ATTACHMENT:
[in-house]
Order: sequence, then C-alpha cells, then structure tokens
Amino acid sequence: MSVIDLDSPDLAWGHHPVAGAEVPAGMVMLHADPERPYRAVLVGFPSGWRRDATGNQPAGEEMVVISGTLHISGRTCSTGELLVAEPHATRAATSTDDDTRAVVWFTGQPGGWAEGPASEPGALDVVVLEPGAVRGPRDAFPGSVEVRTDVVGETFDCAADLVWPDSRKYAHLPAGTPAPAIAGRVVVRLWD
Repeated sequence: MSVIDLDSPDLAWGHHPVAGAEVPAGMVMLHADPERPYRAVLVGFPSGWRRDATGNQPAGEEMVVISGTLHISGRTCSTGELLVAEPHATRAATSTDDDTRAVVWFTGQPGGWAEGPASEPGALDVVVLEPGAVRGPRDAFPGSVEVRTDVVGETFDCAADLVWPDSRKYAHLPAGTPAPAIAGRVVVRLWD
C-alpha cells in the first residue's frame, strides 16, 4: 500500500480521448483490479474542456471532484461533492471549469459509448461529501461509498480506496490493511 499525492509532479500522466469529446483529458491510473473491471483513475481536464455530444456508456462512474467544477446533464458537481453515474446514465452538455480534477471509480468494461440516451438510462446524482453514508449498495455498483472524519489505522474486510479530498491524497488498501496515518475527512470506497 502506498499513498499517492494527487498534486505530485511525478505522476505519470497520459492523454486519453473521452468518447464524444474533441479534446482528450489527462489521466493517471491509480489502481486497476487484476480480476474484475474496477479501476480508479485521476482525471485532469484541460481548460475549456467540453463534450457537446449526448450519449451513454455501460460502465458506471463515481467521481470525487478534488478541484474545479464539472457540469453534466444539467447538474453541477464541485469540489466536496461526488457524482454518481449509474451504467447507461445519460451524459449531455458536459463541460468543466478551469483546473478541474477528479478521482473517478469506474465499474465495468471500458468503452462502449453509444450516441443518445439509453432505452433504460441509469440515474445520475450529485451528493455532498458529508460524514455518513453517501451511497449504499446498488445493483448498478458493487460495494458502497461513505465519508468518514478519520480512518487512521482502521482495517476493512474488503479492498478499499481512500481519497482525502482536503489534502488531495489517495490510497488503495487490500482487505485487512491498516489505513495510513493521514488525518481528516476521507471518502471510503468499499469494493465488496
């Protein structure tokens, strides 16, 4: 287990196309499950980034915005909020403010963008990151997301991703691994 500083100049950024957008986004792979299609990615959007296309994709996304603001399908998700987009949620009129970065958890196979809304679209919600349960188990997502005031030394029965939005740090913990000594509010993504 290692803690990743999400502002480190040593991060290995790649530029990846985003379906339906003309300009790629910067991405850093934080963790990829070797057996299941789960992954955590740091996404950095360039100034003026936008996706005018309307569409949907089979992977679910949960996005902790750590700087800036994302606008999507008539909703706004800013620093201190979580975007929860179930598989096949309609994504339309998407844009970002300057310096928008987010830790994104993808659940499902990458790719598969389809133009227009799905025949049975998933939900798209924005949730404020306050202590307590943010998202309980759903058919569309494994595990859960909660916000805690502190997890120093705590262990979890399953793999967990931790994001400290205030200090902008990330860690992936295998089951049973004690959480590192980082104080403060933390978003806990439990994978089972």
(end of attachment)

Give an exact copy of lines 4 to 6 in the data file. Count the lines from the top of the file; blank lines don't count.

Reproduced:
Repeated sequence: MSVIDLDSPDLAWGHHPVAGAEVPAGMVMLHADPERPYRAVLVGFPSGWRRDATGNQPAGEEMVVISGTLHISGRTCSTGELLVAEPHATRAATSTDDDTRAVVWFTGQPGGWAEGPASEPGALDVVVLEPGAVRGPRDAFPGSVEVRTDVVGETFDCAADLVWPDSRKYAHLPAGTPAPAIAGRVVVRLWD
C-alpha cells in the first residue's frame, strides 16, 4: 500500500480521448483490479474542456471532484461533492471549469459509448461529501461509498480506496490493511 499525492509532479500522466469529446483529458491510473473491471483513475481536464455530444456508456462512474467544477446533464458537481453515474446514465452538455480534477471509480468494461440516451438510462446524482453514508449498495455498483472524519489505522474486510479530498491524497488498501496515518475527512470506497 502506498499513498499517492494527487498534486505530485511525478505522476505519470497520459492523454486519453473521452468518447464524444474533441479534446482528450489527462489521466493517471491509480489502481486497476487484476480480476474484475474496477479501476480508479485521476482525471485532469484541460481548460475549456467540453463534450457537446449526448450519449451513454455501460460502465458506471463515481467521481470525487478534488478541484474545479464539472457540469453534466444539467447538474453541477464541485469540489466536496461526488457524482454518481449509474451504467447507461445519460451524459449531455458536459463541460468543466478551469483546473478541474477528479478521482473517478469506474465499474465495468471500458468503452462502449453509444450516441443518445439509453432505452433504460441509469440515474445520475450529485451528493455532498458529508460524514455518513453517501451511497449504499446498488445493483448498478458493487460495494458502497461513505465519508468518514478519520480512518487512521482502521482495517476493512474488503479492498478499499481512500481519497482525502482536503489534502488531495489517495490510497488503495487490500482487505485487512491498516489505513495510513493521514488525518481528516476521507471518502471510503468499499469494493465488496
């Protein structure tokens, strides 16, 4: 287990196309499950980034915005909020403010963008990151997301991703691994 500083100049950024957008986004792979299609990615959007296309994709996304603001399908998700987009949620009129970065958890196979809304679209919600349960188990997502005031030394029965939005740090913990000594509010993504 290692803690990743999400502002480190040593991060290995790649530029990846985003379906339906003309300009790629910067991405850093934080963790990829070797057996299941789960992954955590740091996404950095360039100034003026936008996706005018309307569409949907089979992977679910949960996005902790750590700087800036994302606008999507008539909703706004800013620093201190979580975007929860179930598989096949309609994504339309998407844009970002300057310096928008987010830790994104993808659940499902990458790719598969389809133009227009799905025949049975998933939900798209924005949730404020306050202590307590943010998202309980759903058919569309494994595990859960909660916000805690502190997890120093705590262990979890399953793999967990931790994001400290205030200090902008990330860690992936295998089951049973004690959480590192980082104080403060933390978003806990439990994978089972």